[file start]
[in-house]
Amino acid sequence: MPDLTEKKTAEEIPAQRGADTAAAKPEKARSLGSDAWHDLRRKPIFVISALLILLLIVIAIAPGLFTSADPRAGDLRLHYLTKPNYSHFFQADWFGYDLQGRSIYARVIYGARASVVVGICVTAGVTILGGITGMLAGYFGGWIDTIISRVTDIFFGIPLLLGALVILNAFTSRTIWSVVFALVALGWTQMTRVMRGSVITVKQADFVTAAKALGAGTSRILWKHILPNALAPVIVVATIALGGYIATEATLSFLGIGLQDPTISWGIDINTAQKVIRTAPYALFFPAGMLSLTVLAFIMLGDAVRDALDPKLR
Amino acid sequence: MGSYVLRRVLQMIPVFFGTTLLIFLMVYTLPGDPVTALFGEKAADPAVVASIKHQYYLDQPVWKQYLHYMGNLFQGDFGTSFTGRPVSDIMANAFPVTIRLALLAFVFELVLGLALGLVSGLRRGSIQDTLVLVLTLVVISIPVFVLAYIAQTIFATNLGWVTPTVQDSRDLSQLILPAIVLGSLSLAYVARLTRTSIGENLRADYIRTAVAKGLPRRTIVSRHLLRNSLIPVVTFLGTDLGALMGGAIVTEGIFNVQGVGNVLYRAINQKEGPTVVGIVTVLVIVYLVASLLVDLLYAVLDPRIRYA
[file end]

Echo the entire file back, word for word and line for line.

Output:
[in-house]
Amino acid sequence: MPDLTEKKTAEEIPAQRGADTAAAKPEKARSLGSDAWHDLRRKPIFVISALLILLLIVIAIAPGLFTSADPRAGDLRLHYLTKPNYSHFFQADWFGYDLQGRSIYARVIYGARASVVVGICVTAGVTILGGITGMLAGYFGGWIDTIISRVTDIFFGIPLLLGALVILNAFTSRTIWSVVFALVALGWTQMTRVMRGSVITVKQADFVTAAKALGAGTSRILWKHILPNALAPVIVVATIALGGYIATEATLSFLGIGLQDPTISWGIDINTAQKVIRTAPYALFFPAGMLSLTVLAFIMLGDAVRDALDPKLR
Amino acid sequence: MGSYVLRRVLQMIPVFFGTTLLIFLMVYTLPGDPVTALFGEKAADPAVVASIKHQYYLDQPVWKQYLHYMGNLFQGDFGTSFTGRPVSDIMANAFPVTIRLALLAFVFELVLGLALGLVSGLRRGSIQDTLVLVLTLVVISIPVFVLAYIAQTIFATNLGWVTPTVQDSRDLSQLILPAIVLGSLSLAYVARLTRTSIGENLRADYIRTAVAKGLPRRTIVSRHLLRNSLIPVVTFLGTDLGALMGGAIVTEGIFNVQGVGNVLYRAINQKEGPTVVGIVTVLVIVYLVASLLVDLLYAVLDPRIRYA